Nanopatterned Human Liver BioChips for Drug Hepatotoxicity Screening

Lead Research Organisation: University of Glasgow
Department Name: School of Engineering


Developing a human liver-on-a-chip device for rapid safety testing of drugs

Drugs and over-the-counter medicines are very safe to take at normal dosage. Pharmaceutical companies spend billions of pounds ensuring newly developed drugs are safe. This process is extremely expensive because there are many steps involved in this assessment, e.g. testing for toxic side effects. Because the liver is the body's main processing factory for drugs, side effects on the liver a major focus of safety testing. Accodringly, before these 'candidate' drugs can proceed to early clinical trials in humans, scientists perform drug testing either in animals or in the laboratory - in culture dishes containing liver cells.

These tests involve seeing if the drug is processed by the liver normally, without any side-effects, or if there is measurable damage to the liver tissue. The liver is the largest internal organ in the body, containing billions of specialized liver cells, called hepatocytes, which are responsible for over 500 metabolic and detoxification functions. Liver damage caused by toxic drug by-products can be very serious and even lead to death.

The best liver cells to use in the lab for drug testing are normal human hepatocytes, isolated from donor human livers. Unfortunately the shortage of human donor organs means very few livers are available for this purpose. As such scientists are developing and exploiting other types of hepatocytes for use in the lab. Drug companies often use rodent hepatocytes for drug toxicity testing. However, due to differences between species, data from any drug toxic effects are not exactly the same as in human liver, potentially missing unsafe side-effects before human drug trials. In addition, human 'immortalized' cell lines are used (hepatocytes derived from sick liver tissue) which are very easy to grow and use for testing in the lab. However, again these cells do not function as healthy hepatocytes do in the liver and therefore, like animal liver data, can fail to predict potential drug-induced liver toxicity. Pharmaceutical companies are therefore constantly searching for other types of hepatocytes for use in drug toxicity testing.

In our project, we will use a novel type of human liver cell line called 'HepaRG'. These cells are special because they form two types of liver cells in lab culture dishes: Hepatocytes plus supporting cells called 'cholangiocytes'. This is very important since as in your own liver, hepatocytes perform best when they are in contact with their neighbours. This actually allows HepaRG cells to perform many biochemical and detoxification functions very similar to the normal human hepatocytes mentioned earlier.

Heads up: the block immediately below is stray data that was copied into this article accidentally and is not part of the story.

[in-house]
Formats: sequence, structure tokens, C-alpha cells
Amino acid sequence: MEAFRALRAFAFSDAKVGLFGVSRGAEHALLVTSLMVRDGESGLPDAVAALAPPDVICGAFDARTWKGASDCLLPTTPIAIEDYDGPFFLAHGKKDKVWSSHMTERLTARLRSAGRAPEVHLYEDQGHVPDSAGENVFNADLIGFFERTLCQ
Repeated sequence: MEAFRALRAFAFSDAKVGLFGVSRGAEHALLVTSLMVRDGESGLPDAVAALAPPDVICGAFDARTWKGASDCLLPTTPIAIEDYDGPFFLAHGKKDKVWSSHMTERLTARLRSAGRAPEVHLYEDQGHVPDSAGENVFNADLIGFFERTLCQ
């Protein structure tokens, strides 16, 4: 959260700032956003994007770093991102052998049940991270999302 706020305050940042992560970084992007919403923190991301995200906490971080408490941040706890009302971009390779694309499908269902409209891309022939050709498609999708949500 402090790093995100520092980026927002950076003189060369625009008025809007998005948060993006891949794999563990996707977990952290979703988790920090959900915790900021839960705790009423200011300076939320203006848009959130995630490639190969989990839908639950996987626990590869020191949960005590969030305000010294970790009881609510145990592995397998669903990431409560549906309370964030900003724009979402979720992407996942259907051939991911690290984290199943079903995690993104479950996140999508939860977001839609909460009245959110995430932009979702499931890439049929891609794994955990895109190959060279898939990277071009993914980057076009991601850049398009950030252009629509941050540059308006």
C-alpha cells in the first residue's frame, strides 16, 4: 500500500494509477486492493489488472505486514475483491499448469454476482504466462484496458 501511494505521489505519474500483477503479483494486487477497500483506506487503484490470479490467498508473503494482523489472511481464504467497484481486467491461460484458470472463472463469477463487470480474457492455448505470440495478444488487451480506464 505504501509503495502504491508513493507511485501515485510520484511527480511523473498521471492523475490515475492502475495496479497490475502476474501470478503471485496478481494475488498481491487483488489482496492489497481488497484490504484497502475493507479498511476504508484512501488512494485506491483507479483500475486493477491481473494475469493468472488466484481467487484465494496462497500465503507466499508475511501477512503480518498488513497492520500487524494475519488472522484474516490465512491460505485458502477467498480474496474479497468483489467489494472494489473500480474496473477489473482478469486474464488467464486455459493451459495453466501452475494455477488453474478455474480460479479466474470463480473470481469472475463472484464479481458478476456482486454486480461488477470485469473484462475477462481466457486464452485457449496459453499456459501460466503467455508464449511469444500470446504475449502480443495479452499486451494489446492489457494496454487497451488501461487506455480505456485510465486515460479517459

Our main aim in this project is to use HepaRG cells to develop a human 'liver-on-a-chip' device for rapid safety testing of drugs. Scientists know that in the liver, hepatocytes actually respond also to their microscopic environment - even at the nanoscale (one millionth of the thickness of a human hair) - to function better. In our lab, we have shown that cells cultured on special 'nano-patterned' culture slides respond to this environment by changing or even improving their functional properties or rate of growth.

Using different nano-scale patterns we will test many slides to find the pattern which best supports and improves hepatocyte function and appearance. Using the best, or optimal nano-patterned slides, we will then test these using a range of drugs, which are known to be toxic to the liver, to see if they respond in a manner similar to normal human hepatocytes.

Using this information, will then allow us to combine the best nano-patterns into a novel 'BioChip' device, which is compatible with rapid (robotic) drug toxicity testing using special automated cell imaging techniques. Liver BioChips could then be used to test drug safety, reduce drug development costs and specifically reduce the use of animals in drug research.

Technical Summary

Conventional drug toxicity models use rodent hepatocytes or immortalized human cell lines, which rapidly lose polarity differentiated phenotype and are not representative of normal liver tissue. Primary human hepatocytes (PHHs) exhibit phenotypic variability and instability in culture, with intermittent supply and high costs. Hepatoxicity is a leading cause of drug attrition, suggesting current preclinical models of toxicity are not universally predictive of drug effects in humans. Therefore a sustainable and scalable human hepatic in vitro cell culture platform would help generate more physiologically-relevant preclinical data for drug hepatoxicity screening. Commercially available bioengineered liver models are based on heterologous hepatic co-cultures, which may be contraindicated for pre-clinical hepatotoxicity testing. We will utilize the human HepaRG bipotential hepatic progenitor cell line as a functional surrogate to PHHs and a unique co-culture system for high-throughput screening (HTS) of hepatotoxicity.